That familiar feeling of dread when you’re on holiday, speaking to a local, and immediately forget the word for “bus” or “beer” – yep, we’ve all been there! Luckily, we’ve grown to rely on automatic machine translation systems to get us out of these sticky spots. Select your desired language, pop the word in in English, and you’re away.
Thanks to ever-evolving technology, platforms like Google Translate are easier to use than ever before, with a whole fountain of knowledge fuelling them. Machine translators no doubt have their benefits, but how do they match up to the work of human translators? And what about when it comes to translating content for your business – can we really rely on these automatic translations?
As an agency specialising in the translation of multilingual content, we thought we’d take a closer look at how the two compare. Could machine translation soon outshine human translators? We explore the benefits of each…
Machine translation is an easy-to-use, accessible service, and the clue is in the name, really – it’s carried out by a machine. Open up Google Translate or Microsoft Translator on your phone, tablet, or computer, and you’ll have an answer to your language-based question within a few seconds.
But how do they work? Artificial Intelligence (AI) plays a big role in keeping programmes like Google Translate ticking over. AI is used for over 100 of the tasks that are vital in keeping the service running. This includes things like reviewing and revising content, and deciding if content is acceptable and fit for purpose or not.
When you type in the word or phrase you’re having trouble with, Google Translate breaks down the text, finds the direct translation, and compiles it together again. But how does Google know what the direct translation is?
Well, we have human translators to thank for that, as the algorithms that power these systems learnt everything they know from work carried out by human translators. Millions of words translated by real people get powered into the engine and are used to train the algorithms that give us answers to our language woes so quickly and easily. For example, over the space of a decade, the translators at the European Parliament churn out a huge 1.37 billion words in 23 languages, which can be used to improve machine translation systems.
Impressive, right? But with over 7,000 languages spoken around the world, and only 109 offered to communicate in via Google Translate, you start to get an idea of the limitations of these kind of services.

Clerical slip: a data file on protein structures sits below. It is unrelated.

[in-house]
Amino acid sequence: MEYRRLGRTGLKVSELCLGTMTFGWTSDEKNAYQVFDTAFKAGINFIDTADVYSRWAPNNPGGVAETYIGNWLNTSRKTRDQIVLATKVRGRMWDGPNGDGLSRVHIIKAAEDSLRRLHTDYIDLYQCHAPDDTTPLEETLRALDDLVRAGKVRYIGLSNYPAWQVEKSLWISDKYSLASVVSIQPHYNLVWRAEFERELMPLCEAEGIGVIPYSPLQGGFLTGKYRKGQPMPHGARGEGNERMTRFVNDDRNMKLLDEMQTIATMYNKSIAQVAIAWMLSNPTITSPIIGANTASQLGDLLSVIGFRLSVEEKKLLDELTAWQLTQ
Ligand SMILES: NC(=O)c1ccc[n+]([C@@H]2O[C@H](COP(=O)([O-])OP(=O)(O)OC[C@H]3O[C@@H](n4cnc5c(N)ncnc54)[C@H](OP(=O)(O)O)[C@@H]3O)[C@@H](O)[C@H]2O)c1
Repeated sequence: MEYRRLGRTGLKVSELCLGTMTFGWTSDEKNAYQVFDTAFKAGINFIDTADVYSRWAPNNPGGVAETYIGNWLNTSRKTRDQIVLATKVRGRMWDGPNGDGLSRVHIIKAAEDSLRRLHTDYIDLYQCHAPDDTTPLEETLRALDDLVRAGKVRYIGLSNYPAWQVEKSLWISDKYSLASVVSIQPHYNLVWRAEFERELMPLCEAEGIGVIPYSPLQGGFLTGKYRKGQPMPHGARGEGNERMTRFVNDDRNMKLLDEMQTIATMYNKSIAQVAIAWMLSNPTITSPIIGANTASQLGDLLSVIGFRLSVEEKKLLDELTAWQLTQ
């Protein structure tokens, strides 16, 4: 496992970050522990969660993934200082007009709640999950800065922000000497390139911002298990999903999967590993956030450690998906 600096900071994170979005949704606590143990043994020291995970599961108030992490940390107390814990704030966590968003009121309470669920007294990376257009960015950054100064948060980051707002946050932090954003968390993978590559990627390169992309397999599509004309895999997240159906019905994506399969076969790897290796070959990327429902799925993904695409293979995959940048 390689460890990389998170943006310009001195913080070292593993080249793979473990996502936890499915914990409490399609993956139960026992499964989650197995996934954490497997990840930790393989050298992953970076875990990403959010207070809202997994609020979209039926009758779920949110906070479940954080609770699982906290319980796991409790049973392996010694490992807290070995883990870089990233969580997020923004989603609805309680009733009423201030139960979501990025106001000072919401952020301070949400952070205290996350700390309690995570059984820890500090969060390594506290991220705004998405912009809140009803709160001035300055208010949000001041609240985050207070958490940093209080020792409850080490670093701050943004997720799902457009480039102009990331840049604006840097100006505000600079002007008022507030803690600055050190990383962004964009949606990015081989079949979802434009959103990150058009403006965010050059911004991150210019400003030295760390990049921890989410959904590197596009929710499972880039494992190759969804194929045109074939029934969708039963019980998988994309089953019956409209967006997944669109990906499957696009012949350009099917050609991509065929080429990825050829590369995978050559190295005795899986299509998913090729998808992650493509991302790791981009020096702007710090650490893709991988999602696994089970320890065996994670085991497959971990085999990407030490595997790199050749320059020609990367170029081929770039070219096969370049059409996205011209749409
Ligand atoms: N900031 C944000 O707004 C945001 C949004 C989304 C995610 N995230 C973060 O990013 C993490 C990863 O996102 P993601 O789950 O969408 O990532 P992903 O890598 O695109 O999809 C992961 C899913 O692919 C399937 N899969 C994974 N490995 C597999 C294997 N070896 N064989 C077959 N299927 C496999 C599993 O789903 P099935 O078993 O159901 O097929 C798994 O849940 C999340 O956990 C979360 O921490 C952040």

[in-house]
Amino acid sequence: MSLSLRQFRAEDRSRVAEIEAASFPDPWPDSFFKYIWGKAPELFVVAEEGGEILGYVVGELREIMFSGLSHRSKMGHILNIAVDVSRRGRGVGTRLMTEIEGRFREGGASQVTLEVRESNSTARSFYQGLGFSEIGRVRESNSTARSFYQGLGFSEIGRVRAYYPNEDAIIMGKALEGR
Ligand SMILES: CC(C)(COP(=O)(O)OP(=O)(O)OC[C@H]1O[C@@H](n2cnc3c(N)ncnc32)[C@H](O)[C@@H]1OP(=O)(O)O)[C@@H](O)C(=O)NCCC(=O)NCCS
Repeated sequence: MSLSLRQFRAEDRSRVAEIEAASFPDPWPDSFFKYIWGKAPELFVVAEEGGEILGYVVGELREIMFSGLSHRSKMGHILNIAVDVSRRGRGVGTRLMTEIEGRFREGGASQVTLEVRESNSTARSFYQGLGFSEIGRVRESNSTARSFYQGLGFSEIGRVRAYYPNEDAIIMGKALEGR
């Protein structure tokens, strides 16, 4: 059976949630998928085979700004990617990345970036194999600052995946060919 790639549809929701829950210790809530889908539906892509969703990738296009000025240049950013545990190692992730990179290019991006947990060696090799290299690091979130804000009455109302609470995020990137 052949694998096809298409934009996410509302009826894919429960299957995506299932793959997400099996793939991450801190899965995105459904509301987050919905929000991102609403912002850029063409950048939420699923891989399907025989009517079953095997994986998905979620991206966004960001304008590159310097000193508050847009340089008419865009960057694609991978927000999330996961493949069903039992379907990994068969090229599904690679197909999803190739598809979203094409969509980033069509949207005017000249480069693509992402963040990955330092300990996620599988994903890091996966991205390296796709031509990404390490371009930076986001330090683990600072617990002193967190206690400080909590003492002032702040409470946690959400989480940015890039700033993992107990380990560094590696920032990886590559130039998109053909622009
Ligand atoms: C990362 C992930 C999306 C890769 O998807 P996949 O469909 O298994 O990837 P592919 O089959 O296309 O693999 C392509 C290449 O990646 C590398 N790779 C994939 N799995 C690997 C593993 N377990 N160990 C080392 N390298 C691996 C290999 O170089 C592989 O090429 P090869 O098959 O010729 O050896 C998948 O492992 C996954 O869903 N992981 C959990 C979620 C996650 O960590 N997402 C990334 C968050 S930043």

Let’s be honest, without human translators, we’d all be a little bit stuck. Thanks to these translators and the work they do, we’re able to communicate with people from around the world, despite the barrier of language.
Professional translators are the best at what they do. They will usually either be a native speaker of the language you desire or, at the very least, fluent in it. When it comes to projects that require that extra bit of care and focus, this aspect is critical.
Where machine translators look at a word or phrase objectively, breaking it down and offering a direct alternative, human translators are able to use their own interpretation and experience to give a more focused, contextualised translation.
It may be easy to overlook them, but human translators are essential in bringing people together. Take, for example, the Olympics – at Tokyo 2020, there were over 30,000 translators and interpreters on hand throughout the games to offer language assistance.
They’re also paramount when it comes to fostering understanding between countries – the UN has six official languages, and they prioritise precise translation of these languages to enable “clear communication on issues of global importance”. No pressure, right?
Getting a real person to translate reams of text may not be as quick as popping it all into Google Translate, but could the benefits of human translation outweigh those of the machine?
So, we know the speed, the non-existent price tag, and the ease of use are massive plus points for machine translation. But as we briefly mentioned, the lack of context services like Google consider when offering their translations could begin to create problems.
That’s where human translators come in. Aside from helping to bridge language barriers, the skill of real life translators is also key in understanding the nuances of the languages they’re working with. Humans understand puns and metaphors, and can offer a carefully-thought out alternative, instead of a direct translation that most likely wouldn’t make sense in the target language.
As well as this, professional translators often specialise in a certain area or industry, meaning that they have detailed knowledge of specific sectors and the jargon associated with them. This knowledge allows human translators to interpret terms in a way machines cannot, and reassures clients that the translation will be accurate and precise.
Now, we’re definitely not downplaying the benefits of machine translation. Without these systems, how else would we be able to quickly solve a miscommunication caused by a language barrier, or simply navigate the basic terms needed when visiting a foreign country?
But, with more room for error when relying on Google Translate, you don’t want to take the risk when translating content for your business – and that’s where we can help.
Here at Matinée, we’ve been working in the translation industry for over 35 years, and work only with experienced in-country translation professionals. Whether you need an English set of subtitles translated into a range of other languages, or a voiceover script adapted for a global audience, we can help.
Our talented linguists work hard to maintain the integrity of your message, whilst also respecting the local culture and values so you can be confident that you’ll be engaging with your target audience in a respectable, authentic way.
Call us on +44 (0) 118 958 4934 Or email email@example.com